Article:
South Korea unveils stimulus plans as shock of ferry sinking slows growth

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SEOUL, South Korea – South Korea’s government announced a $40 billion stimulus plan Thursday after the shock of a deadly ferry sinking slowed economic growth to the lowest level in three quarters.

The finance ministry said government spending would increase by 11.7 trillion won ($11.4 billion). Another 29 trillion won would be available to small- and medium-sized companies through loans and other financial support.

To stimulate the real estate market, the government will ease mortgage rules that limit household loans for home buyers.

In announcing the stimulus, the ministry lowered its forecast for South Korea’s economic growth this year to 3.7 per cent from 3.9 per cent.

A slump in domestic spending crippled growth during the first half while there are uncertainties in the global economy that could slow exports during the second half, it said in a statement.

Earlier Thursday, the Bank of Korea said Asia’s fourth-largest economy grew 3.6 per cent from a year earlier in the April-June quarter after expanding 3.9 per cent in the first quarter. That was the slowest growth in three quarters.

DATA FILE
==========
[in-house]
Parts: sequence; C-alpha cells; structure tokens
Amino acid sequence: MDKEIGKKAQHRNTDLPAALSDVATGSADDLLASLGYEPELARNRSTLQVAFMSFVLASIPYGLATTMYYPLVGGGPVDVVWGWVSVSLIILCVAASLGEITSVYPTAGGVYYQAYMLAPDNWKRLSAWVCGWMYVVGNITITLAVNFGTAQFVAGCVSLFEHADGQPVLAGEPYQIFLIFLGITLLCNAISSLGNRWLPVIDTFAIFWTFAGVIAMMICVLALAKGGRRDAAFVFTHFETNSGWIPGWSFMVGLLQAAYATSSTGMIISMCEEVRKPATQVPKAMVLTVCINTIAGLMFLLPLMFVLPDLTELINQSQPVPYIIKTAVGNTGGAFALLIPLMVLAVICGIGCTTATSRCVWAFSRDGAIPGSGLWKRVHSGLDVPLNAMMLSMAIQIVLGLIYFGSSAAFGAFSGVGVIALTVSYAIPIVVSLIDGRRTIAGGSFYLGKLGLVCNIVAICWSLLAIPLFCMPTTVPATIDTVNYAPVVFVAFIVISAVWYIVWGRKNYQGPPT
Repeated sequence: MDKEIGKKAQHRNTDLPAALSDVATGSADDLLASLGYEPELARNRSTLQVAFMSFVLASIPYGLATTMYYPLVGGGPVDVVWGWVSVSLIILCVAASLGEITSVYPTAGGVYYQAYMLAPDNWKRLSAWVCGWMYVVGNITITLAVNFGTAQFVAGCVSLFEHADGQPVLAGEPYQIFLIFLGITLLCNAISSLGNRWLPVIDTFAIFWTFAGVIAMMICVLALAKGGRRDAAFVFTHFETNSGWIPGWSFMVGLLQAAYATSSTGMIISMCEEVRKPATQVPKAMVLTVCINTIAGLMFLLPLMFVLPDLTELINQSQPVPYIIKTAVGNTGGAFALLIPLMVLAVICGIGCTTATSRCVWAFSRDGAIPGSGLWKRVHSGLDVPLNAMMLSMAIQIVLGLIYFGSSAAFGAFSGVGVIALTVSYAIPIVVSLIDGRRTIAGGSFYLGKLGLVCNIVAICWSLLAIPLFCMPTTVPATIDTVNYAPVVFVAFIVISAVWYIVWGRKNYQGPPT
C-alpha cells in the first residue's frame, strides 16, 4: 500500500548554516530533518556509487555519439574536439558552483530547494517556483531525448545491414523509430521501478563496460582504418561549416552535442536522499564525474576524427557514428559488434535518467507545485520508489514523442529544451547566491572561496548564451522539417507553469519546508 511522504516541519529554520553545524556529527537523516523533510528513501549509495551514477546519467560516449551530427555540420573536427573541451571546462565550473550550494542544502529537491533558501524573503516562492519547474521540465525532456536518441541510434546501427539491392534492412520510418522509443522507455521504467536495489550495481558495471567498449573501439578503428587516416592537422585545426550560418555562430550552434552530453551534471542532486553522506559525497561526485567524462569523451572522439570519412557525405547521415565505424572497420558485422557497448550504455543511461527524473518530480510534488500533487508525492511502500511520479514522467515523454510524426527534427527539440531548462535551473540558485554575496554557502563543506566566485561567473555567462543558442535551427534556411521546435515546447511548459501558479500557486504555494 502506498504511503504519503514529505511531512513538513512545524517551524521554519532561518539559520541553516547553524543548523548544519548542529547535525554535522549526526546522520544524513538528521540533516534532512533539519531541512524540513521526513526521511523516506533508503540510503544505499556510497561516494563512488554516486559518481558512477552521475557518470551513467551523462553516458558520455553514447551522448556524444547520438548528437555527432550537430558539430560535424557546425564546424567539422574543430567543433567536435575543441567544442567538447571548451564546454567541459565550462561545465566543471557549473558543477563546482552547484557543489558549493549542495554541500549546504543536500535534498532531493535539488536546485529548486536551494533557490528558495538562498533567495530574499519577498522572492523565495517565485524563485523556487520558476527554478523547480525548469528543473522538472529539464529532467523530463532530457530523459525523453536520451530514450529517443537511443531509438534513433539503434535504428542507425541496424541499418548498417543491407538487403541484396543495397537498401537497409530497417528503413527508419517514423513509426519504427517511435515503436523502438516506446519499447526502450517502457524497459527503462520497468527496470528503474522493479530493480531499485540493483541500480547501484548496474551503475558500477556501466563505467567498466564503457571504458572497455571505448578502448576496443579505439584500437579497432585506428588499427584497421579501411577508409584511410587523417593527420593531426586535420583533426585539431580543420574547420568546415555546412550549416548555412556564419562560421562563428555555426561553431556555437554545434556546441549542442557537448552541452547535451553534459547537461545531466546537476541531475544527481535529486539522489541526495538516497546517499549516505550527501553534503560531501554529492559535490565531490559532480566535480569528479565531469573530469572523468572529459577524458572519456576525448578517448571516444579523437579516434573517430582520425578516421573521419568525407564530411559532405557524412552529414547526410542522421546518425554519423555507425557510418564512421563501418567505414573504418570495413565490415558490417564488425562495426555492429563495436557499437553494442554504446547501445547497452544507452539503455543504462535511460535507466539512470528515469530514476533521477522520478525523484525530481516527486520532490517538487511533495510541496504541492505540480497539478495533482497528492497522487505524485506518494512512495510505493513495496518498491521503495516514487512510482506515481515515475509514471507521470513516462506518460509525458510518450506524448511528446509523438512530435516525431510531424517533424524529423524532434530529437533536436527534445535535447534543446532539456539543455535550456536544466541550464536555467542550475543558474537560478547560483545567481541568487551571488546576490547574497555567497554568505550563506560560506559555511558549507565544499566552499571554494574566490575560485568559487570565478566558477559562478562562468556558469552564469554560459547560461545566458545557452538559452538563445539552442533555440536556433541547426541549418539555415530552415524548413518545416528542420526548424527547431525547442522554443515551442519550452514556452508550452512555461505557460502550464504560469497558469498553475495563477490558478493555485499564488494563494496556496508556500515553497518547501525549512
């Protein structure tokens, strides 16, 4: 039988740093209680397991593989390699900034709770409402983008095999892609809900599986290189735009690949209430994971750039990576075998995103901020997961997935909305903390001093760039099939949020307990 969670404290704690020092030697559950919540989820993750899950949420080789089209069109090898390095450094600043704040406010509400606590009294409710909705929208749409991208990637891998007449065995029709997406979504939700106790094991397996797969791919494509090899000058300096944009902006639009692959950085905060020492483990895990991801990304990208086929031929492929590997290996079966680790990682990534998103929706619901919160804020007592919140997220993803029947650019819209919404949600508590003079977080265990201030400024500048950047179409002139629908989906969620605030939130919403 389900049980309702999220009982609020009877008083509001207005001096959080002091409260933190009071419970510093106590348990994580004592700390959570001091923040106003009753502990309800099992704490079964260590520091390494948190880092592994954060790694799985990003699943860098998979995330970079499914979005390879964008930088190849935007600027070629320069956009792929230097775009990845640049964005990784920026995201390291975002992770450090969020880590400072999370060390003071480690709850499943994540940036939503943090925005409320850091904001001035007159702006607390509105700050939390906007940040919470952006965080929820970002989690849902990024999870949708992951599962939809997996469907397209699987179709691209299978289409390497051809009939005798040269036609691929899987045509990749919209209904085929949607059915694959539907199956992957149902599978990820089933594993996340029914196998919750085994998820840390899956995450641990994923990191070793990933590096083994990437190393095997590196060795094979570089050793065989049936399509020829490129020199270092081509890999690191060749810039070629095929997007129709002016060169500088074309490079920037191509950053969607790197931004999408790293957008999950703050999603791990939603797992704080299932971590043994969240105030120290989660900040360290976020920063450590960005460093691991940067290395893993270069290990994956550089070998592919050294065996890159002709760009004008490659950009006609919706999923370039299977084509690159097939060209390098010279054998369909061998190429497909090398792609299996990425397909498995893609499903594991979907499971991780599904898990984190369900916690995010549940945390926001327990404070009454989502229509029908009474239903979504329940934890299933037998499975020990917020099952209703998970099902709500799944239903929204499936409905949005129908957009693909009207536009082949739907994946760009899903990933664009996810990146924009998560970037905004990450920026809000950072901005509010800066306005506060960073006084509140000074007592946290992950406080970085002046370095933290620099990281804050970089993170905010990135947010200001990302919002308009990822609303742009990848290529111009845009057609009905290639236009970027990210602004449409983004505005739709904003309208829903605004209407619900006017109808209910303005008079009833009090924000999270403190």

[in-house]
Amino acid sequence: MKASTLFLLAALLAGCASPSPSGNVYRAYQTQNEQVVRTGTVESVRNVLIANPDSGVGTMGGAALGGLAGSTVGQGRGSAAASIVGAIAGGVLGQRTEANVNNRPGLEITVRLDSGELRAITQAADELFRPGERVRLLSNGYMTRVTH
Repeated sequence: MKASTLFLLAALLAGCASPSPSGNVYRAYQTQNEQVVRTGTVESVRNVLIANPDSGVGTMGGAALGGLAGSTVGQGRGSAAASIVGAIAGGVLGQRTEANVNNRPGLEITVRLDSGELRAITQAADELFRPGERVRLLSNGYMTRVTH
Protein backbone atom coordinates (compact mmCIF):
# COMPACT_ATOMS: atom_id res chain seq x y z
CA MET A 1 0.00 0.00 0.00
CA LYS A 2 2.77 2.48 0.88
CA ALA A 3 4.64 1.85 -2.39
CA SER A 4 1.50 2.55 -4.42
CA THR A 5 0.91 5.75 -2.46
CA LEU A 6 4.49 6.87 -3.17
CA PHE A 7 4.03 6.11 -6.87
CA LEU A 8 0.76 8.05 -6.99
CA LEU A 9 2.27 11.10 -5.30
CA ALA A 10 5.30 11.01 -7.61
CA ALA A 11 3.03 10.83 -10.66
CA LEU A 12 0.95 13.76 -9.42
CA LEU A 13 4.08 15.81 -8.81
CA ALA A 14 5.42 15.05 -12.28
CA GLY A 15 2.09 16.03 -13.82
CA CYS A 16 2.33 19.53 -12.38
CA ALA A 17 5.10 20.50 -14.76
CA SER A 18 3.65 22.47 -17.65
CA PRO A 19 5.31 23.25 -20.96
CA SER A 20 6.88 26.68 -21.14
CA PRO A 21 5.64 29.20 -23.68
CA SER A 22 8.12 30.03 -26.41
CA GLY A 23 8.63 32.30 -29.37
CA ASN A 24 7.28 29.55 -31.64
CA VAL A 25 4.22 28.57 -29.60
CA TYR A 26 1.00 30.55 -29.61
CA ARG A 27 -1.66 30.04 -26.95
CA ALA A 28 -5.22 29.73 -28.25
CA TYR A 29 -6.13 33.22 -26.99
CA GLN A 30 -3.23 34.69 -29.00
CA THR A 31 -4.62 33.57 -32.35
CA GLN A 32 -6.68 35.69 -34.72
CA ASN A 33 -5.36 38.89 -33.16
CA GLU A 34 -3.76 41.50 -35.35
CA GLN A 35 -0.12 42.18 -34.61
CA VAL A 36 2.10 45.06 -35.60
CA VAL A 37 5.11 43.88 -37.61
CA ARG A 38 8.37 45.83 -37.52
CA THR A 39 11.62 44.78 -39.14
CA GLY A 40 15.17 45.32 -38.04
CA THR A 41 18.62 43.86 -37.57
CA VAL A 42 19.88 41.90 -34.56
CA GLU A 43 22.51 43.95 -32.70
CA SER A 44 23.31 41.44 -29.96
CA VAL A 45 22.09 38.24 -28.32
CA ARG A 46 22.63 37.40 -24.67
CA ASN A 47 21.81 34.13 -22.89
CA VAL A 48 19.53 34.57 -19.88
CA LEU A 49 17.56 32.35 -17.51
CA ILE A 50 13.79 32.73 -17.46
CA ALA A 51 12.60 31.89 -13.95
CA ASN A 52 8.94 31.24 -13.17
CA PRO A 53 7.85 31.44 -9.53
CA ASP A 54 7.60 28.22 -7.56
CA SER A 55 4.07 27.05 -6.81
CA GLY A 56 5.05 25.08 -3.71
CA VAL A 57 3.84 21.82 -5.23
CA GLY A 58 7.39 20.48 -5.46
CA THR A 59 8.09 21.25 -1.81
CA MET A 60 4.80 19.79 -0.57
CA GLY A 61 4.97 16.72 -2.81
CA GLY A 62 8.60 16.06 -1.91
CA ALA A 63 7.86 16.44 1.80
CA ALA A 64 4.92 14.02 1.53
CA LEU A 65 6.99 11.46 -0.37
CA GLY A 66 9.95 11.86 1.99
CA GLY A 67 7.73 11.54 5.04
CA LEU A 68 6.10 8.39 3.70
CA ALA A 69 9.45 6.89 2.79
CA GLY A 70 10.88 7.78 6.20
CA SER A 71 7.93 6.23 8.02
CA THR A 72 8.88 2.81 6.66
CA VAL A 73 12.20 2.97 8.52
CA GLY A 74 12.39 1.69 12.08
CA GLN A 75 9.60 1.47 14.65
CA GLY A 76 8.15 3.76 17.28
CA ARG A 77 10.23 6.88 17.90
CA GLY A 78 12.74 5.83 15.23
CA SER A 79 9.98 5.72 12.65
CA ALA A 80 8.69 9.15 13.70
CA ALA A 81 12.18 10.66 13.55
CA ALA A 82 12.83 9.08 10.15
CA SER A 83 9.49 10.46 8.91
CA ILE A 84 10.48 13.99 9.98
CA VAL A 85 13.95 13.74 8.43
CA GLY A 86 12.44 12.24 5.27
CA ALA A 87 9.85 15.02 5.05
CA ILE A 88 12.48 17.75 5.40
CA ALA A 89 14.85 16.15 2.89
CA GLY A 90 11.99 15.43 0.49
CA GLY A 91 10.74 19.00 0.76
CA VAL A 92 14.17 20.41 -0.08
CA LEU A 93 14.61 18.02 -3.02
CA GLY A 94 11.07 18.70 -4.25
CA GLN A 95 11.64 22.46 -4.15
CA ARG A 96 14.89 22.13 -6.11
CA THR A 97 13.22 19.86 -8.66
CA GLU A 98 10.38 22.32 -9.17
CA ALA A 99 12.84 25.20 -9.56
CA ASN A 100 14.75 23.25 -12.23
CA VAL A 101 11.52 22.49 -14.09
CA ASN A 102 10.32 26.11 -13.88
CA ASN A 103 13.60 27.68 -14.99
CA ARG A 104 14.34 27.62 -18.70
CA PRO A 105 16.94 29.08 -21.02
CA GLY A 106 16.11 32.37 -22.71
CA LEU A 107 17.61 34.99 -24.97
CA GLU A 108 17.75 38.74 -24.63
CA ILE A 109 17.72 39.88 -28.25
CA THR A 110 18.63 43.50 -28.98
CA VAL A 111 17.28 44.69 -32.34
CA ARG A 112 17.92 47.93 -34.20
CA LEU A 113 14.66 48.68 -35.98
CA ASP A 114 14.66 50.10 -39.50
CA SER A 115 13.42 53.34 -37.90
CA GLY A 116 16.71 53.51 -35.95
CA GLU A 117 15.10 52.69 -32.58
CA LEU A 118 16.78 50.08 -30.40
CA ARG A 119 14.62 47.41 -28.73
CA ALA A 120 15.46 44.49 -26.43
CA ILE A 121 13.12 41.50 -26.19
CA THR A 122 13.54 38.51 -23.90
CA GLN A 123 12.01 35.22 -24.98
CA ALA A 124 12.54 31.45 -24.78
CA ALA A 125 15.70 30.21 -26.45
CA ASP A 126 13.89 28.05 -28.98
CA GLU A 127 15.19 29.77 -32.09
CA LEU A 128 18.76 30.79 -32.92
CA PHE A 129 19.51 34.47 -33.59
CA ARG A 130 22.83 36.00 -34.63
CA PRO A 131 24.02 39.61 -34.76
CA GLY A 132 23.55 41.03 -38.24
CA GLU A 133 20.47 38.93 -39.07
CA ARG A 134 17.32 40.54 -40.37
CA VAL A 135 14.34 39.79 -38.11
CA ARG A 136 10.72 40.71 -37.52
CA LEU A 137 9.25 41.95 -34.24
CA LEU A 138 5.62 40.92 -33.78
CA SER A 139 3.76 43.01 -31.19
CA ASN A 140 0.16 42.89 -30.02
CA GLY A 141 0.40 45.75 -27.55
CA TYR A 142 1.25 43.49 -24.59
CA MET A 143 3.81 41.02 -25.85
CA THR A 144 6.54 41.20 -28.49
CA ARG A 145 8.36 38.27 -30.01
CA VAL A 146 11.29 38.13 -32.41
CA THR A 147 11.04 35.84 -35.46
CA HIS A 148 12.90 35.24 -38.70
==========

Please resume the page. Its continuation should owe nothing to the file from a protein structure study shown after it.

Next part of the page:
From the previous quarter, the economy expanded 0.6 per cent, the slowest pace in more than a year.

The central bank said even though exports continued solid growth, consumer spending turned negative. Consumer spending fell 0.3 per cent, the worst since the third quarter of 2011.

Earlier this month, the bank reduced its forecast for economic growth this year to 3.8 per cent from 4.0 per cent, citing a deadly ferry sinking in the spring that dented consumption.

The April 16 ferry disaster that killed 294 people and left 10 missing shocked South Koreans and left the country in grief for weeks. Massive cancellations of trips followed the tragedy, hitting food, service and entertainment sectors that serve tourists.

The latest growth data likely boost expectation that the Bank of Korea will cut its key interest rate as soon as next month. The bank has kept its benchmark interest rate at 2.5 per cent since May, 2013. One policymaker disagreed with the rate freeze during the bank’s July meeting.

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